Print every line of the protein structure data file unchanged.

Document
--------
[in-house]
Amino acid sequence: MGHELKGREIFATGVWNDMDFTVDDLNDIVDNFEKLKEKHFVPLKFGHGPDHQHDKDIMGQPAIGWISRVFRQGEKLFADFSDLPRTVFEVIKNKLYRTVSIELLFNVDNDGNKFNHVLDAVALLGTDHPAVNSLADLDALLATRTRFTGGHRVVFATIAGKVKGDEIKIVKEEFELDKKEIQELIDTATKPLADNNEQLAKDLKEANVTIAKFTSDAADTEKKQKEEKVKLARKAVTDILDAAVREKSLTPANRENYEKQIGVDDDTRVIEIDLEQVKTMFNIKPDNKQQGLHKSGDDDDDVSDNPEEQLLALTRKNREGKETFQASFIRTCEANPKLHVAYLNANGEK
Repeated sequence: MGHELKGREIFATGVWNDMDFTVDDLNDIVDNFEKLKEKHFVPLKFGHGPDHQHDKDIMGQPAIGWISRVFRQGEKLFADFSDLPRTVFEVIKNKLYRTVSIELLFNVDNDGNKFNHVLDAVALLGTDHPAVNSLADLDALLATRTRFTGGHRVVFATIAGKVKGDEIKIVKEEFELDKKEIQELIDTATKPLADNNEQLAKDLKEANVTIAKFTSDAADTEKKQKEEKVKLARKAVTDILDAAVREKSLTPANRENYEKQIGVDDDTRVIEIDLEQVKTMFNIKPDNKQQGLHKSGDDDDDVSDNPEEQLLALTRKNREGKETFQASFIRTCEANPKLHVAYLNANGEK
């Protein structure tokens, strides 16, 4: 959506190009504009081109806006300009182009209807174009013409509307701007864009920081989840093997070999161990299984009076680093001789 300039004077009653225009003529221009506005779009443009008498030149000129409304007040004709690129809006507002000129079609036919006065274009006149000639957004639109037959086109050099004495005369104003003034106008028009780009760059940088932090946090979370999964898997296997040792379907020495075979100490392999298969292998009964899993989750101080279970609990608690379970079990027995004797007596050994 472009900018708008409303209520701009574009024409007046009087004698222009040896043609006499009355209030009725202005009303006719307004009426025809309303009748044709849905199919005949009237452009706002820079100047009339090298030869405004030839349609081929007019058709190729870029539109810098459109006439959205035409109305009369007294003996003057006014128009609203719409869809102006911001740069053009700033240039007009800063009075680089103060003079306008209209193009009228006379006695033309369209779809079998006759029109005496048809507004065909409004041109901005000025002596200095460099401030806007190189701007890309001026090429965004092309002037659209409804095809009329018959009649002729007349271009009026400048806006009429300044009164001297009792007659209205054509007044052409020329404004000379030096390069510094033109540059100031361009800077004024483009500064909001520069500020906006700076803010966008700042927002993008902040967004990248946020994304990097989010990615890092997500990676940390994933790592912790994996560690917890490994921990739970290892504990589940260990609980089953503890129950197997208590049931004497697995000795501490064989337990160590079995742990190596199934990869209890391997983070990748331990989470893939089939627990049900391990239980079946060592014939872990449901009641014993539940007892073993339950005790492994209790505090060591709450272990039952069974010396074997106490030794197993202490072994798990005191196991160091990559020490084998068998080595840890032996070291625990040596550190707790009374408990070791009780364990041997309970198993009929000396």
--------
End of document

[in-house]
Amino acid sequence: MGHELKGREIFATGVWNDMDFTVDDLNDIVDNFEKLKEKHFVPLKFGHGPDHQHDKDIMGQPAIGWISRVFRQGEKLFADFSDLPRTVFEVIKNKLYRTVSIELLFNVDNDGNKFNHVLDAVALLGTDHPAVNSLADLDALLATRTRFTGGHRVVFATIAGKVKGDEIKIVKEEFELDKKEIQELIDTATKPLADNNEQLAKDLKEANVTIAKFTSDAADTEKKQKEEKVKLARKAVTDILDAAVREKSLTPANRENYEKQIGVDDDTRVIEIDLEQVKTMFNIKPDNKQQGLHKSGDDDDDVSDNPEEQLLALTRKNREGKETFQASFIRTCEANPKLHVAYLNANGEK
Repeated sequence: MGHELKGREIFATGVWNDMDFTVDDLNDIVDNFEKLKEKHFVPLKFGHGPDHQHDKDIMGQPAIGWISRVFRQGEKLFADFSDLPRTVFEVIKNKLYRTVSIELLFNVDNDGNKFNHVLDAVALLGTDHPAVNSLADLDALLATRTRFTGGHRVVFATIAGKVKGDEIKIVKEEFELDKKEIQELIDTATKPLADNNEQLAKDLKEANVTIAKFTSDAADTEKKQKEEKVKLARKAVTDILDAAVREKSLTPANRENYEKQIGVDDDTRVIEIDLEQVKTMFNIKPDNKQQGLHKSGDDDDDVSDNPEEQLLALTRKNREGKETFQASFIRTCEANPKLHVAYLNANGEK
């Protein structure tokens, strides 16, 4: 959506190009504009081109806006300009182009209807174009013409509307701007864009920081989840093997070999161990299984009076680093001789 300039004077009653225009003529221009506005779009443009008498030149000129409304007040004709690129809006507002000129079609036919006065274009006149000639957004639109037959086109050099004495005369104003003034106008028009780009760059940088932090946090979370999964898997296997040792379907020495075979100490392999298969292998009964899993989750101080279970609990608690379970079990027995004797007596050994 472009900018708008409303209520701009574009024409007046009087004698222009040896043609006499009355209030009725202005009303006719307004009426025809309303009748044709849905199919005949009237452009706002820079100047009339090298030869405004030839349609081929007019058709190729870029539109810098459109006439959205035409109305009369007294003996003057006014128009609203719409869809102006911001740069053009700033240039007009800063009075680089103060003079306008209209193009009228006379006695033309369209779809079998006759029109005496048809507004065909409004041109901005000025002596200095460099401030806007190189701007890309001026090429965004092309002037659209409804095809009329018959009649002729007349271009009026400048806006009429300044009164001297009792007659209205054509007044052409020329404004000379030096390069510094033109540059100031361009800077004024483009500064909001520069500020906006700076803010966008700042927002993008902040967004990248946020994304990097989010990615890092997500990676940390994933790592912790994996560690917890490994921990739970290892504990589940260990609980089953503890129950197997208590049931004497697995000795501490064989337990160590079995742990190596199934990869209890391997983070990748331990989470893939089939627990049900391990239980079946060592014939872990449901009641014993539940007892073993339950005790492994209790505090060591709450272990039952069974010396074997106490030794197993202490072994798990005191196991160091990559020490084998068998080595840890032996070291625990040596550190707790009374408990070791009780364990041997309970198993009929000396």